In addition to the elegies, this volume also includes poems that document Henry/Berryman’s trip to Ireland, his experiences with fame, his problems with drugs and alcohol, and his problems with women.

Dream Song 14

 

Life, friends, is boring. We must not say so.   

After all, the sky flashes, the great sea yearns,   

we ourselves flash and yearn,

and moreover my mother told me as a boy   

(repeatingly) ‘Ever to confess you’re bored   

means you have no

 

Inner Resources.’ I conclude now I have no   

inner resources, because I am heavy bored.

Peoples bore me,

literature bores me, especially great literature,   

Henry bores me, with his plights & gripes   

as bad as achilles,

 

who loves people and valiant art, which bores me.   

And the tranquil hills, & gin, look like a drag   

and somehow a dog

has taken itself & its tail considerably away

into mountains or sea or sky, leaving            

behind: me, wag.

 

Contemporaries, including Elizabeth Bishop and Conrad Aiken were very impressed and wrote Berryman letters of congratulations on his achievement in the volume. Upon its publication, the book also received a positive review in The New York Times Book Review by the literary scholar Helen Vendler.

 

More about the dream songs and Berryman’s time in Ireland next week.        

Delmore Schwartz Part Two

This article appeared in the Mosaic section of Ceylon Today on Sunday June 29 2014.

 

Last week, I gave an introduction to the life and literary reputation of the American poet, short story writer and, Delmore Schwartz (1913-1966). This week, I will attempt a close analysis of a single poem by Schwartz.

 

Schwartz on Seurat

Georges_Seurat_-_Un_dimanche_après-midi_à_l'Île_de_la_Grande_Jatte

 

My favourite poem by Delmore Schwartz is “Seurat’s Sunday Afternoon along the Seine”, written in 1959, in which the poet examines Georges Seurat’s pointillist painting. The painting is usually referred to as A Sunday Afternoon on the Island of La Grande Jatte. The painting was also the inspiration for Stephen Sondheim’s musical, Sunday in the Park with George. The painting shows members of all social classes mingling in the sun and participating in various Sunday afternoon leisure activities. It took Seurat two years to complete this ten foot-wide painting, much of which time he spent in the park sketching in preparation for the work (there are about 60 studies). It is now in the permanent collection of the Art Institute of Chicago – which explains Schwartz’s reference in his poem to:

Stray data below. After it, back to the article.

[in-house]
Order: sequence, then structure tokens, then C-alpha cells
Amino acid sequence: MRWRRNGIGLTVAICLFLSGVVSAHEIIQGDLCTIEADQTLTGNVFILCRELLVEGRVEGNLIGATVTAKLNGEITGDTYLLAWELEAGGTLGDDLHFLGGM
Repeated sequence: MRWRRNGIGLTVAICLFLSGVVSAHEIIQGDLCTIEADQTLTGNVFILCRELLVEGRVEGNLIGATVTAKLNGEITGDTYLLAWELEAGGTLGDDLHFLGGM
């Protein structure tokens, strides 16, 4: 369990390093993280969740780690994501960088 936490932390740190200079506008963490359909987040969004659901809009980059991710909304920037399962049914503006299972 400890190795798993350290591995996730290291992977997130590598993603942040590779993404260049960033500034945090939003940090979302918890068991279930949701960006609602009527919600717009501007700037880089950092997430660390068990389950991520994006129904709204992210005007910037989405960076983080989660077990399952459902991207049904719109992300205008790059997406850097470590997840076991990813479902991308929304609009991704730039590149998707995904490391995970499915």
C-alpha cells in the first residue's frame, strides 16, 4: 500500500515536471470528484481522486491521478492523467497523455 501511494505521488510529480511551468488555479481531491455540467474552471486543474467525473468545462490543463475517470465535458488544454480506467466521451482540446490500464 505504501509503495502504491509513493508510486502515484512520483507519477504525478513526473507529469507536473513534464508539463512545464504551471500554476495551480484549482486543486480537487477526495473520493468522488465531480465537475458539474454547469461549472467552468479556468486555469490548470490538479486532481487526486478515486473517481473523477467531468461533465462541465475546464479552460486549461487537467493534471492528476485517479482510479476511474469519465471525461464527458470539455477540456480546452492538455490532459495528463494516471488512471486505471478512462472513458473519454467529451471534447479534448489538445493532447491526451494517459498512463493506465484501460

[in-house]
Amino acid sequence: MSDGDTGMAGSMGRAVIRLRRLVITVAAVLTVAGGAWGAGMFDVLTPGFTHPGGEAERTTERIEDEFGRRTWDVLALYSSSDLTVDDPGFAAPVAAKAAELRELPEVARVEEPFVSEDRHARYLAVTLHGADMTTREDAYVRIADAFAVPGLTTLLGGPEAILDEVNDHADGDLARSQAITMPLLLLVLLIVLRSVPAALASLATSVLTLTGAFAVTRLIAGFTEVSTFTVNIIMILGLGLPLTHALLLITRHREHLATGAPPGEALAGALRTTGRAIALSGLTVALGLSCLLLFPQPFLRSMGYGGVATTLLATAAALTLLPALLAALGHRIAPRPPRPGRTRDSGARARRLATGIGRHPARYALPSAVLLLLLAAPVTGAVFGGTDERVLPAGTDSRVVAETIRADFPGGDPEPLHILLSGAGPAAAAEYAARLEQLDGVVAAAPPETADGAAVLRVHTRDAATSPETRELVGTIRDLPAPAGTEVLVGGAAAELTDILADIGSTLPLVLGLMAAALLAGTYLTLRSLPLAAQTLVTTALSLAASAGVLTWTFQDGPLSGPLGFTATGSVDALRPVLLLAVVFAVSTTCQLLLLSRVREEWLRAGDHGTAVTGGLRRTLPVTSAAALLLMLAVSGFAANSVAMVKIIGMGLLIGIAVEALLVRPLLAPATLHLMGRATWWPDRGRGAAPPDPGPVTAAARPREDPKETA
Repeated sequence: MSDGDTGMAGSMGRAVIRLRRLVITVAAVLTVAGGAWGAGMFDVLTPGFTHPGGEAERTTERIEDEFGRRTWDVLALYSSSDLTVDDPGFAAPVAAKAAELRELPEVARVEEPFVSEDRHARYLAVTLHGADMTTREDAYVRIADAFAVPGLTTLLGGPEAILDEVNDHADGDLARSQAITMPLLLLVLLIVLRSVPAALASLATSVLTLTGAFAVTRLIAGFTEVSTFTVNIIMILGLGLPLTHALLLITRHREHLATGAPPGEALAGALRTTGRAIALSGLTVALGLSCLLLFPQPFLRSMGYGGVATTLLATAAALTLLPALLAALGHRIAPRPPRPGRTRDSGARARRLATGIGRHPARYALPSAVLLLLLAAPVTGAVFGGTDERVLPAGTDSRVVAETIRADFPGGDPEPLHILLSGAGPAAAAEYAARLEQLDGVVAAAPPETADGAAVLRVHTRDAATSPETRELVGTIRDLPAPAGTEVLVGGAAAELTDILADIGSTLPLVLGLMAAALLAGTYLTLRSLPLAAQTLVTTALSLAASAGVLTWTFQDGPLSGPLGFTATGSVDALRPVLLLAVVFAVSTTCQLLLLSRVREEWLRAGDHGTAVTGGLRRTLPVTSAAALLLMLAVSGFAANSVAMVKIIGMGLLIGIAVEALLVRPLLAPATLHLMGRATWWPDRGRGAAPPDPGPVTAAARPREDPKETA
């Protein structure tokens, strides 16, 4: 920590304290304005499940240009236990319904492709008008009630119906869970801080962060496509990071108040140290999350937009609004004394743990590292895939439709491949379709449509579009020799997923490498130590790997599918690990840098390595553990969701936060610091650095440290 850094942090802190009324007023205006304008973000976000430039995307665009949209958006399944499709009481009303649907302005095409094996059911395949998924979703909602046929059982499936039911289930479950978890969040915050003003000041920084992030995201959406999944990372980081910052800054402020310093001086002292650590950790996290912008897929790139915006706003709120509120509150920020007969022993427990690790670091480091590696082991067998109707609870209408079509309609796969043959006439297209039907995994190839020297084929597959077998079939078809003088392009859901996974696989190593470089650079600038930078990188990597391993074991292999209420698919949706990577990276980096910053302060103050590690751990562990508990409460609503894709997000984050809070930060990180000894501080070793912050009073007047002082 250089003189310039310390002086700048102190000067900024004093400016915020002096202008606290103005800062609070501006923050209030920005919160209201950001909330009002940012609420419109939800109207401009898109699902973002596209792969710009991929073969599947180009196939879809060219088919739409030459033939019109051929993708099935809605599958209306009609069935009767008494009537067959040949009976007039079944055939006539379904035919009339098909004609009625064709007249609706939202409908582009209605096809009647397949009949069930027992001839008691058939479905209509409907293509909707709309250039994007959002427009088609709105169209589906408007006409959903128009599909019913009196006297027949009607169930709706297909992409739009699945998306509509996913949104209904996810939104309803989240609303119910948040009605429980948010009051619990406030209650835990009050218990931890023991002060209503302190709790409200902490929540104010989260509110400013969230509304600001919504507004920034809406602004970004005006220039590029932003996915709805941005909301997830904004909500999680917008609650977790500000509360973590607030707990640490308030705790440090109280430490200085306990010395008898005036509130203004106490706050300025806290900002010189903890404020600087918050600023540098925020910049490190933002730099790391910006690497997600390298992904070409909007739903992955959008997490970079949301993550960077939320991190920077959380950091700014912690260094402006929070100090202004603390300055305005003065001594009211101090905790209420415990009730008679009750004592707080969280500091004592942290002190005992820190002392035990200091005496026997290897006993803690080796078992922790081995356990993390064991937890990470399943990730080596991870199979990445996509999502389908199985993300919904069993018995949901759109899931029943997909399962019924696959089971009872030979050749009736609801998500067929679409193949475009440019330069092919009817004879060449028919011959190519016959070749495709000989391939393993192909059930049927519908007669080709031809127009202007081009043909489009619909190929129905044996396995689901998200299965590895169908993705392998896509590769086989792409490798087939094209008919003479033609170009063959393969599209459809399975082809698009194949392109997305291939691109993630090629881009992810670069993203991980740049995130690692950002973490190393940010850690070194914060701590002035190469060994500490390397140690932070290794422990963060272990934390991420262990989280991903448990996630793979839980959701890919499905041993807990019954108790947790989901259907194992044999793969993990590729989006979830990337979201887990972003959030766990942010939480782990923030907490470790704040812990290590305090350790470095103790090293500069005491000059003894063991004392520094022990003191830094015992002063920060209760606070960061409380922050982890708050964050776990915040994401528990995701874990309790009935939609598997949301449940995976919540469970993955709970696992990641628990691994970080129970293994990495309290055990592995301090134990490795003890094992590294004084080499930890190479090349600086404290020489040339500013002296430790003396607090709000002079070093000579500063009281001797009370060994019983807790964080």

Seurat’s Sunday Afternoon along the Seine has gone away,

Has gone to Chicago: near Lake Michigan,

All of his flowers shine in monumental stillness fulfilled.

And yet it abides elsewhere and everywhere where images

Delight the eye and heart, and become the desirable, the admirable,

the willed

Icons of purified consciousness.

 

Schwartz dedicates the poem to Meyer and Lillian Schapiro. Meyer Schapiro (1904-1996) was an American art historian known for forging dynamic new art historical methodologies that incorporated an interdisciplinary approach, engaging other scholars, philosophers, and artists, to the study of works of art. Although an active Marxist, Schapiro was an expert on early Christian art. Schapiro was interested in the social, political, and the material construction of art works. He spent his entire career at Columbia, where he knew Schwartz.